aactually it was a few days ago (october 10th) but I’m going to refrain from making any more date jokes at teto’s expense
it’s probably something I allude to fairly often on here, or at least use as a springboard to discuss things that are hopelessly niche, but I’m sort of absorbed in people taking the unserious to serious places, either critically or artistically. kasane teto, for one, was never meant to be more than a joke imagined by vippers, a soft troll campaign on april fools, and pretty much only managed to exist in most visible contexts as one. thanks to a few enduring producers like harufuri and death ohagi, she’s matured to have sort of an underdog charm to her that explains how she’s now graduated into a more modern voicebank. cheering for teto’s success was, until very recently, like being the fan that attended every underground live for a group you expected to never see on a larger stage, even as you vacuously supported the talents saying they wanted to perform one day at the budokan. UTAU itself is sort of its own joke, plagued with frustrations and obsolete software, that the choice to use it at all always spoke to a very specific ambition well removed from fame or riches. that’s not to say that we should strictly romanticize the starving artist, or even that such things are unattainable when using UTAU, but the enduring loyalty for teto has always felt, to me, appropriately cottage for what she was. it’s the kind of doujin ethos, enshrining the grassroots, that you only seem to get wafts of from the wave of commercial voicebanks that have outclassed her over the last fifteen years. that backdrop, for any number of reasons one can point to, has always resonated with me emotionally.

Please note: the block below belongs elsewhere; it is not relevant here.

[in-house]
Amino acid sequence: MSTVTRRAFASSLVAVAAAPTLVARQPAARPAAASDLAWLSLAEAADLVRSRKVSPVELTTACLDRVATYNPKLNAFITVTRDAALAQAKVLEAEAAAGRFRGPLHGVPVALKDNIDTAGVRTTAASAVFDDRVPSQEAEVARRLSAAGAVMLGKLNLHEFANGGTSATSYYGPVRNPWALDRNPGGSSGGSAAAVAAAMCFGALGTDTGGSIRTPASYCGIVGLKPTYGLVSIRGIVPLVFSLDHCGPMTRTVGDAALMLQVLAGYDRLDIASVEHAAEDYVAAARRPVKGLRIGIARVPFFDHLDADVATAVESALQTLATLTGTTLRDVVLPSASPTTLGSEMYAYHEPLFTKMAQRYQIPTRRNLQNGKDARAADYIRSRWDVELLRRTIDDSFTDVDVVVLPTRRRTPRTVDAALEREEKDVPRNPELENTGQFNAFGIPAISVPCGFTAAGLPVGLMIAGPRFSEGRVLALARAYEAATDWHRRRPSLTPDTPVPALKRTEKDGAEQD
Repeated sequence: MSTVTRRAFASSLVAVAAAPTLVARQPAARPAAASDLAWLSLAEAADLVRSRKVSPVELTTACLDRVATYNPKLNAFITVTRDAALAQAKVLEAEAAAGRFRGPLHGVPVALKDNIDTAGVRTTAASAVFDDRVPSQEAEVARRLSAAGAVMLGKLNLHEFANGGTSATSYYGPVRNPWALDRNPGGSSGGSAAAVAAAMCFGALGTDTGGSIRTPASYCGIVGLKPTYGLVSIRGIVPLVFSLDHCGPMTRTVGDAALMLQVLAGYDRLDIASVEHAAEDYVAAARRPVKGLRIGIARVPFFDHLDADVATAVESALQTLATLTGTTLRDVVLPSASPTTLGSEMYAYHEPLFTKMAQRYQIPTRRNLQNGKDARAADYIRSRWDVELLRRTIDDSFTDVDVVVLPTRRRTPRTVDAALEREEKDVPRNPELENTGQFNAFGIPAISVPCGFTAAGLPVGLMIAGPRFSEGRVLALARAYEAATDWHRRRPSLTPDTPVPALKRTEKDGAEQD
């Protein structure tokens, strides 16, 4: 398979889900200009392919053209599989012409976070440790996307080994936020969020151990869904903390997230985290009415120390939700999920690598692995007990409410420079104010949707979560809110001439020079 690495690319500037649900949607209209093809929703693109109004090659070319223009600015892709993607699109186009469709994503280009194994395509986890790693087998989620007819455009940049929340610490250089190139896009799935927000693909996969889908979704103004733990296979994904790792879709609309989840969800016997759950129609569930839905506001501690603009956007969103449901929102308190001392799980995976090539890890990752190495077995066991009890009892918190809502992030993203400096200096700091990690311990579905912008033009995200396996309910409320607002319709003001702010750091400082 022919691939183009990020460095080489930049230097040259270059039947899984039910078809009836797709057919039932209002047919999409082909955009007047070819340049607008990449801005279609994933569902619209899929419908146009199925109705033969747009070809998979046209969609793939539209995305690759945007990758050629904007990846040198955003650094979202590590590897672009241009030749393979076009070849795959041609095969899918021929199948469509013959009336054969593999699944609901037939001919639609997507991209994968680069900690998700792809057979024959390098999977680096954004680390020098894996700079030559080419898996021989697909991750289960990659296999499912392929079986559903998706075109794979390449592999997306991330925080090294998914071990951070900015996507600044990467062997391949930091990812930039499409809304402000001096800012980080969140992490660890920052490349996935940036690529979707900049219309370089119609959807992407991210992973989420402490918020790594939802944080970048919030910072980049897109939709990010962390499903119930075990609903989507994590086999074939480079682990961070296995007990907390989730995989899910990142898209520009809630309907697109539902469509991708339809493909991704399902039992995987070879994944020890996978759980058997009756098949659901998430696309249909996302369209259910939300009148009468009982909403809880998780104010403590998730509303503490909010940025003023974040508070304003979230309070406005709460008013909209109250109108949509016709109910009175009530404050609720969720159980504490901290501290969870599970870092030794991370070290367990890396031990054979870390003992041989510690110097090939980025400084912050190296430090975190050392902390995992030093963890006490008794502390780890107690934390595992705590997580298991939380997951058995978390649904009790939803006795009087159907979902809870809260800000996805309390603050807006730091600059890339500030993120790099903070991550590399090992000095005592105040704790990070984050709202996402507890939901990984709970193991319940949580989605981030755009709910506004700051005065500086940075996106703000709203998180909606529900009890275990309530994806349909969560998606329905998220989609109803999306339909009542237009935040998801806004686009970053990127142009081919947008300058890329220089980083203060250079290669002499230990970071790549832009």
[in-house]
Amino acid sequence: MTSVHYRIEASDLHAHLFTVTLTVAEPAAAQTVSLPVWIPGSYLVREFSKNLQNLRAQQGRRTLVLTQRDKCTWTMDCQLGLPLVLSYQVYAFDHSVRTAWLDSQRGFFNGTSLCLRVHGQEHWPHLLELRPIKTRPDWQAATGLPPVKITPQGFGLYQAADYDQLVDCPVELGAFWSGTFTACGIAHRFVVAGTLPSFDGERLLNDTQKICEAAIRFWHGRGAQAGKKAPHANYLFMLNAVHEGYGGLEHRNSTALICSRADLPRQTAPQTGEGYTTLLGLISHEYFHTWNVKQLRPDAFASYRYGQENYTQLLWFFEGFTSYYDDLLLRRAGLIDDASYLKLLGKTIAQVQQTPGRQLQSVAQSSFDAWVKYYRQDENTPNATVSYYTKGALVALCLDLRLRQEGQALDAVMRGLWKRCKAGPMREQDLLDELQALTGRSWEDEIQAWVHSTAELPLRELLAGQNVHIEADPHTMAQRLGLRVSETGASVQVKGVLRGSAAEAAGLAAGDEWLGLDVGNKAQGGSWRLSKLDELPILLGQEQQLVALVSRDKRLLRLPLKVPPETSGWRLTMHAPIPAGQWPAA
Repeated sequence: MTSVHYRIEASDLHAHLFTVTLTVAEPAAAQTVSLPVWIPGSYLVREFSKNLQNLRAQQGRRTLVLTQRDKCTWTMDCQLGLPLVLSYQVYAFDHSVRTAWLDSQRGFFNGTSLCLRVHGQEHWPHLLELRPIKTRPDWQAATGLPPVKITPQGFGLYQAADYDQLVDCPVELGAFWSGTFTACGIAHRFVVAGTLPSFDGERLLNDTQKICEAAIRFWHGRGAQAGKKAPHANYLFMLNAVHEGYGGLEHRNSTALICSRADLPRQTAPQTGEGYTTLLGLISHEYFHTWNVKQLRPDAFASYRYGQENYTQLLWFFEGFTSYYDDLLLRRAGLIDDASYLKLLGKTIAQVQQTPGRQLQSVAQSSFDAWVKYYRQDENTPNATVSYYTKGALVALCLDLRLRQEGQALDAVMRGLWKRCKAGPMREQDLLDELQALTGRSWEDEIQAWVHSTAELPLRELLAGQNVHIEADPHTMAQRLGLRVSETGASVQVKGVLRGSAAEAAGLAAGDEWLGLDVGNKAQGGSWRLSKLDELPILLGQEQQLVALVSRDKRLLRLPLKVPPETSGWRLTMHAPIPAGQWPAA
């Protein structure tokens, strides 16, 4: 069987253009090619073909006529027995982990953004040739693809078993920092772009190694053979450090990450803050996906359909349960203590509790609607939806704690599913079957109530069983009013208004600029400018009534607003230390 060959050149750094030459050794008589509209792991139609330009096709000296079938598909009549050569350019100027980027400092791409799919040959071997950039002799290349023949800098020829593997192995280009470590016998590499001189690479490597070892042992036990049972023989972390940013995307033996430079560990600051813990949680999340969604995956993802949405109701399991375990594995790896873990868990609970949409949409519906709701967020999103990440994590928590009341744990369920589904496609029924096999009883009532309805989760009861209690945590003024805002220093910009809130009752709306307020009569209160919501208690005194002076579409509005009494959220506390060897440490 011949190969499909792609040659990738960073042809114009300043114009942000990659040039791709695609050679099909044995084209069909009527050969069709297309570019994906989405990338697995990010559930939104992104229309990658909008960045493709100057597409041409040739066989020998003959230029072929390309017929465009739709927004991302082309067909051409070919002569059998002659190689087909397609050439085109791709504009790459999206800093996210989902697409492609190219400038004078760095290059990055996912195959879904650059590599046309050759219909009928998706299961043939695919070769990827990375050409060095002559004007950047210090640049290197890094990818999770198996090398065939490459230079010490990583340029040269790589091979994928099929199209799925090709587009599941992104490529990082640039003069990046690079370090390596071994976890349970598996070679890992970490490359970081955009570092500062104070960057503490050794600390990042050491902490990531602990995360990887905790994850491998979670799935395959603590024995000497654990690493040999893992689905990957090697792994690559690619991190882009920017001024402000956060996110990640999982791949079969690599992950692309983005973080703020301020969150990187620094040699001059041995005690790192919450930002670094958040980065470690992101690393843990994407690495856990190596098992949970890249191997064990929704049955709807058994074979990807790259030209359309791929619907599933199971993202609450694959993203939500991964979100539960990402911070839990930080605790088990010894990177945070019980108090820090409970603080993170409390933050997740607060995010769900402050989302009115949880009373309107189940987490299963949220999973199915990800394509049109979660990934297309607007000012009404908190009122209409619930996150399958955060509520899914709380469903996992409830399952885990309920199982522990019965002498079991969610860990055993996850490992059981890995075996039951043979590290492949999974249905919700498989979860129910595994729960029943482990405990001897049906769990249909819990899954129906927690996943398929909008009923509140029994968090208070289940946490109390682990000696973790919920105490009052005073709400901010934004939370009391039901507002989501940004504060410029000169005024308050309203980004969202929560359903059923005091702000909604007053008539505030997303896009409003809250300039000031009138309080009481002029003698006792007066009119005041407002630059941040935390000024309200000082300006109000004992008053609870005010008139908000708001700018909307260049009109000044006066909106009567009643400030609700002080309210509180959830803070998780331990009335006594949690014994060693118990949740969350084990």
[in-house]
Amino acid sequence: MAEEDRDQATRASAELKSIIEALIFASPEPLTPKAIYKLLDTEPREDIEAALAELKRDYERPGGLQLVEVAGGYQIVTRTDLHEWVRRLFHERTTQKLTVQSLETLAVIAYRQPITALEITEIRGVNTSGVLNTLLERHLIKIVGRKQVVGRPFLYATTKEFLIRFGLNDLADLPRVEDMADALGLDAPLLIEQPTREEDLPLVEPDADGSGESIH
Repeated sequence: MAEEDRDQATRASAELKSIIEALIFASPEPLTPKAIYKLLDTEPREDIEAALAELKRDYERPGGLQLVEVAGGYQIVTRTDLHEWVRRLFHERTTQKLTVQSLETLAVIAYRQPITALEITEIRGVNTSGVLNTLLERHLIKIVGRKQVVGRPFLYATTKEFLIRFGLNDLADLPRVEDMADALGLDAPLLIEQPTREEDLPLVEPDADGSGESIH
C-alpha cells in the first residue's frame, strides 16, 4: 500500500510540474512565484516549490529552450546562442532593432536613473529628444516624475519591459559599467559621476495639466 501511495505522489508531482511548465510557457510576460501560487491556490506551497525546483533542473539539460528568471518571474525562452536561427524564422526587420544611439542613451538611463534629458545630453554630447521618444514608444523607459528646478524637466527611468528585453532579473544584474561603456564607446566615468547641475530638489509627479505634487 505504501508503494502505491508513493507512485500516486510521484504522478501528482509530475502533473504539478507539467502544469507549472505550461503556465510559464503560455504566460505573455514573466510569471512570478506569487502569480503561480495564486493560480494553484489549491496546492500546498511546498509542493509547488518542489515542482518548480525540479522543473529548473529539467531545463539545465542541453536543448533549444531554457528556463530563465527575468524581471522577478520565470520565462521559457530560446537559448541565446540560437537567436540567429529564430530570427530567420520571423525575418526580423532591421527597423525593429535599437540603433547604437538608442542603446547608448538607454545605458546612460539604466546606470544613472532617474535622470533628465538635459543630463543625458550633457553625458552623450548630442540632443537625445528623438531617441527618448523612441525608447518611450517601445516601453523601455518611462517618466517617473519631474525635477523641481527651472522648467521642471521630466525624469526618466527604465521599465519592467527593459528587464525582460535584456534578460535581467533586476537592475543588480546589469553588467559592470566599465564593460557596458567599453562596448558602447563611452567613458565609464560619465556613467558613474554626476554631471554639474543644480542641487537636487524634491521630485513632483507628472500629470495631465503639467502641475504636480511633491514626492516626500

at a vocaloEDM event at nagomix back in 2017, I got to briefly talk with tekalu, who’s surprisingly good at english. he’s sort of more broadly a guy known for his punchy electropop style and anison remixes, but back then he was also pretty heralded as one of the more active tetoP, inspired by producers like kamome sano that did most of the heavy lifting to make serious songs with teto before he had arrived to the scene. most of that encounter was the usual conversational shuffling of welcoming the white gaijin that was at the club, but I also found a chance to thank him for all of his great teto songs. teto fans, he told me, seemed to always be insistently pushing him to do more with her, and he felt like it was only right to indulge them. we both chuckled at that, had a brief toast, and then disappeared together back into the crowd. it was an interaction I’m sure he forgot by the next day, but one I still think fondly enough about.
maybe it had more to do with the booze, or my tired stupor, but when tekalu got up to play his set, I was softened up. hit with a wall of teto tracks that I can’t say even I was really prepared for, I found myself, quite literally, crying in the club. perhaps I was teed up after the short conversation we had together, hearing about how he wanted to carry the torch for her, or just knowing myself to be a sucker for producers with a good backstory behind them. trying to describe the atmosphere during that set will probably always be something hopelessly out of my reach, even as I try to find the right words to convey it as the kind of transcendental high it felt like. kamome sano’s latest teto track, produced with help from tekalu, is the closest l can say gets to reliving or conveying the emotional gut punch that it delivered. the soaring lyrics, a love letter to the producers that lifted her out of a lie into something real, feel only even grander a year on as tetoP now celebrate her synthV breakthrough and plan for another teto club event that has already sold out. tekalu, too, will be showing up to play for it.